U2: The Joshua Tree – Super Deluxe Edition

“Outside, it’s America.” That’s U2 vocalist Bono, setting the stage for the explosive climax of “Bullet the Blue Sky,” one of the pivotal tracks on the band’s 1987 masterpiece, The Joshua Tree. As Bono purposefully charges his way through the denouement of the narrative, ace guitarist The Edge literally dive-bombs the aural equivalent of the lyrical floodlights—let’s call them “flood-licks”—through a series of unrelenting scorched-earth riffs while the track careens to its final U.S. caress. A chilling indictment of late-1980s Reagan Administration foreign policy, “Bullet” is no less stinging today—and but one of the many highlights of a career-defining album now being properly feted in a 30th anniversary super deluxe edition box set available in multidisc vinyl LP and CD options (not to mention 24-bit digital downloads).

The Joshua Tree is an album most assuredly deserving of this uber-deluxe-level treatment, and it’s also been released in conjunction with U2’s duly dubbed The Joshua Tree Tour 2017, during which the album itself is being played in its entirety for the first time. The 49 tracks on this collection are spread across seven LPs and four CDs, accompanied by an 84-page hardbound book of unseen personal photos taken by The Edge during the band’s official 1986 Tree photo sessions with Anton Corbijn in the Mojave Desert.


The Joshua Tree was the initial apex of the Irish band’s early love affair with the lure—and the lore—of the ideals, hopes, dreams, and wide- open spaces of these here United States, later chronicled to great effect in their ensuing 1988 U.S. A/V travelogue, Rattle and Hum. The Joshua Tree’s broad sonic template was firmly set in motion by producers Brian Eno and Daniel Lanois on 1984’s The Unforgettable Fire, which built both outward and inward from the hair-trigger intensity of Steve Lillywhite’s production style for the band’s first three albums: 1980’s Boy, 1981’s October, and 1983’s War. Needless to say, with nine weeks at No.1 on the U.S. album charts, back-to-back No.1 singles (“With or Without You,” “I Still Haven’t Found What I’m Looking For”), and over 25 million albums sold worldwide, The Joshua Tree catapulted U2 to virtually instantaneous—and wholly deserved—stadium-filling status.

The first disc holds the top-shelf 2007 remaster of the original album proper, while the second disc contains a galvanizing 1987 concert at Madison Square Garden in New York. The live highlights include a cathartic take on the whisper/scream exposition juxtaposition on “Exit,” the rabble-rousing cautionary tale that is “New Year’s Day” (where Bono encourages the audience to sing the first verse on their own), and the uplifting rhetorical sing-along refrain of the show-closing “40.”


The fourth disc is chock full of B sides and out- takes that otherwise would be career pinnacles for many bands. “Luminous Times (Hold on to Love)” is anchored by some shimmering piano lines and Larry Mullen Jr.’s cascading percussion, as Bono’s vocals channel a pleading buildup to rapture in a way that would do his spiritual cousin and fellow countryman Van Morrison quite proud. “Spanish Eyes” and “Deep in the Heart” can be seen and felt as veritable bridges from the aural palette of The Unforgettable Fire. Meanwhile, the stripped-down “Silver & Gold (Sun City)” is a finger-snapping foot-stomper drenched in equal parts echo and panache. (“I am someone” indeed…)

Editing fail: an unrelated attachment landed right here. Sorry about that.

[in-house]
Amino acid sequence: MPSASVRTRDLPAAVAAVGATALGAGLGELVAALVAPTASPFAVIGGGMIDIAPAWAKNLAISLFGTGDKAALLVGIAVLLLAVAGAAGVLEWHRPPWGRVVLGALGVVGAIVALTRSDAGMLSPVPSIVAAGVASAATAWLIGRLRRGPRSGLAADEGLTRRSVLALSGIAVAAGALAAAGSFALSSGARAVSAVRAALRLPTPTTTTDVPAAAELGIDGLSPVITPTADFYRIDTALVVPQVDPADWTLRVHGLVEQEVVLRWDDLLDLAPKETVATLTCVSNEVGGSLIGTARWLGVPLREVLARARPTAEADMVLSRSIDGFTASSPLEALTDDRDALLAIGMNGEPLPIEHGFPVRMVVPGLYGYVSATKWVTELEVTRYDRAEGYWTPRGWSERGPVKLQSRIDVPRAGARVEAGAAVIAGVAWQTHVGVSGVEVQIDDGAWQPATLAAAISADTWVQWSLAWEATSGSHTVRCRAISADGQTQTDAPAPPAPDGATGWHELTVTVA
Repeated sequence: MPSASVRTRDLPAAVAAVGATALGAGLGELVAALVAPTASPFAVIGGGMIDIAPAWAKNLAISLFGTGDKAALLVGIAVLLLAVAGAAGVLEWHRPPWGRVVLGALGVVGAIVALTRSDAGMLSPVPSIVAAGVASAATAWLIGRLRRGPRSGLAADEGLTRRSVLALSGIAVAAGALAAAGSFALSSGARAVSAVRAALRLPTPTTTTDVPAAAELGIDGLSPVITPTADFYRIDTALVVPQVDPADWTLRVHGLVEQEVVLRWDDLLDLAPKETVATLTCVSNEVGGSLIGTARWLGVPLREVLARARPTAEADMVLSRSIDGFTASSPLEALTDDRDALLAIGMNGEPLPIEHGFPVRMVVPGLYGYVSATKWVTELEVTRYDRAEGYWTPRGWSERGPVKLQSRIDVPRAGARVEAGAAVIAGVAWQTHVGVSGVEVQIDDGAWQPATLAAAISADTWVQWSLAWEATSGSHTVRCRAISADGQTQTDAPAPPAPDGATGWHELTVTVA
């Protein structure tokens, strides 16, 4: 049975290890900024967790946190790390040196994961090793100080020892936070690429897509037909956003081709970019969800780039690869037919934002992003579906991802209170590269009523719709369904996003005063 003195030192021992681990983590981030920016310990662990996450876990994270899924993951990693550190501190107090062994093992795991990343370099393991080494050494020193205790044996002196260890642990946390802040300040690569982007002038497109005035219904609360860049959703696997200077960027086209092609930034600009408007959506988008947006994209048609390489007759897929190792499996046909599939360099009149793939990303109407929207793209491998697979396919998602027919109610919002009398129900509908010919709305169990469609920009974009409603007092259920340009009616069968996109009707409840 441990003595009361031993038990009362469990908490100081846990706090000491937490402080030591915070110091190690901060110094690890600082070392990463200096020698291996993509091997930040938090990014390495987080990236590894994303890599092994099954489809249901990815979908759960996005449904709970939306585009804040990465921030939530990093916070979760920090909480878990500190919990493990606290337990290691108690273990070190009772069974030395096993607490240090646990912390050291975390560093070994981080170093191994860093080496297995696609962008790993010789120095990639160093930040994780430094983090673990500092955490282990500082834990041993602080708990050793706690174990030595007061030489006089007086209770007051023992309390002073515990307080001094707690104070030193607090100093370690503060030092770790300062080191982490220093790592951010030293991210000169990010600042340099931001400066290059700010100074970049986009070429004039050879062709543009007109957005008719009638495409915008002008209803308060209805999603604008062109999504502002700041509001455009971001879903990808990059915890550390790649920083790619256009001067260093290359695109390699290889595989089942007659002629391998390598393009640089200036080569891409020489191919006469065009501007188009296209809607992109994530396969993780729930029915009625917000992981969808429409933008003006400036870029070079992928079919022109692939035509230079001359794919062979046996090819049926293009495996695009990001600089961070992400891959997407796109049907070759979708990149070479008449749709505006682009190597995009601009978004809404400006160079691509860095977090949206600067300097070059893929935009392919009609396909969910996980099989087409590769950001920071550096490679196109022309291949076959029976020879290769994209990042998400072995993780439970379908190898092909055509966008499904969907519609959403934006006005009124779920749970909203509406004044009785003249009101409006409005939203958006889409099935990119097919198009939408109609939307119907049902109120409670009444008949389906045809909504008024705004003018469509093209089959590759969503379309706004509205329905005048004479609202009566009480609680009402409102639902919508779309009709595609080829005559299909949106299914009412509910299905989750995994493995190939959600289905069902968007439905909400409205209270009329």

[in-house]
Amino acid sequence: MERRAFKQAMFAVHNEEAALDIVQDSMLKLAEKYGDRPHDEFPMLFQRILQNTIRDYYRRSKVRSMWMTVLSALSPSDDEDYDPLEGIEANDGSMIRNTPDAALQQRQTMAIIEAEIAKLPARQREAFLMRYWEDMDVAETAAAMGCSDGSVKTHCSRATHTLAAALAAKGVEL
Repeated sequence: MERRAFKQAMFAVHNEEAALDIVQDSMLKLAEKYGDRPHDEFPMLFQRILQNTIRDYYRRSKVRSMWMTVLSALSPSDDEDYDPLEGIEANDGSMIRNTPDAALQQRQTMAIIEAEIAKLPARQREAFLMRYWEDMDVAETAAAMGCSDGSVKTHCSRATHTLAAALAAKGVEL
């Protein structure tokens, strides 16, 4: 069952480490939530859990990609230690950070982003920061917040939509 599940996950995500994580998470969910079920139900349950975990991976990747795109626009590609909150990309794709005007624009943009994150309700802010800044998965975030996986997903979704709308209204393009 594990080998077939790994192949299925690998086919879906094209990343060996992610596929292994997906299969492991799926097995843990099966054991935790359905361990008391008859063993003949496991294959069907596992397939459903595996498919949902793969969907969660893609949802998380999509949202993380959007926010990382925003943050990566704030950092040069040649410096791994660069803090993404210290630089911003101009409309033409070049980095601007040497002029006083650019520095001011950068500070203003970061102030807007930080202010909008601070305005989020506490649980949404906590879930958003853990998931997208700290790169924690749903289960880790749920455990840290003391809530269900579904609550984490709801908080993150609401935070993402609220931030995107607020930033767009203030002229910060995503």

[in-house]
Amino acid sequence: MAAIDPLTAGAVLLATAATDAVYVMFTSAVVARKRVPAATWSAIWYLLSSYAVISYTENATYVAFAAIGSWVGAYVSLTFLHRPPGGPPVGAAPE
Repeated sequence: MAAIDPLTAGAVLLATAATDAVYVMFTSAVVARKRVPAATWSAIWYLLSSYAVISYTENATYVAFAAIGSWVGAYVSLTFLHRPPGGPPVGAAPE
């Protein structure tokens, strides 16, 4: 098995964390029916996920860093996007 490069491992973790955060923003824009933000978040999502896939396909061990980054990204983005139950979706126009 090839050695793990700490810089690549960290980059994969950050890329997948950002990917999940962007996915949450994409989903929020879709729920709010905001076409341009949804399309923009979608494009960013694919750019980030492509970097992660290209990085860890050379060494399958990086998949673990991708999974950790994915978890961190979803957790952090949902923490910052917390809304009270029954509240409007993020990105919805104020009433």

The third disc, though, is the one that brings The Joshua Tree squarely into 2017, with all-new remixes of a half-dozen of the album’s most indelible earworms. St Francis Hotel transforms “One Tree Hill” into an even deeper spiritual dirge, while Jacknife Lee slices “Bullet the Blue Sky” into a pulsating, bass-heavy siren call. Daniel Lanois returns to inject both “Running to Stand Still” and “With or Without You” with his own brand of swirling modern electronic twang. Steve Lillywhite streamlines “Red Hill Mining Town” with added string textures on the choruses, and Flood turns “Where the Streets Have No Name” on its head, now recast as a howling, haunting beast of a track that should immediately be earmarked for end-credit accompaniment to follow a Game of Thrones episode that has more than its usual share of particularly palpable, visceral carnage.

I do have to note here, however, it’s a shame this super deluxe edi- tion does not also include the bonus DVD found in the 20th anni- versary multidisc package released in 2007, or that a surround sound mix was not commissioned from the aforementioned Steve Lillywhite—a noted, adven- turous 5.1 aficionado—but, alas, you can’t have everything.

That being said, what is included here does not disappoint. As box sets celebrating and expanding iconic albums go, The Joshua Tree is a near-faultless example of how spiritually enriching music can assist you in finding just what you were looking and listening for all along.

Label: Interscope/Island/UMe
Audio Formats: 44.1-kHz/16-bit PCM Stereo (CD), 44.1-kHz/24-bit PCM Stereo (download)
Number of Tracks: 49 on 4 discs
Length: 3:37:05
Producers: Brian Eno, Daniel Lanois, U2 (original album, B sides, 2017 remixes); The Edge, Cheryl Engels (2007 remastering)
Engineers: Flood, Dave Meegan, Pat McCarthy (original album); Arnie Acosta (2007 remastering); Daniel Lanois, St Francis Hotel, Jacknife Lee, Steve Lillywhite, Flood (2017 remixes); 5 more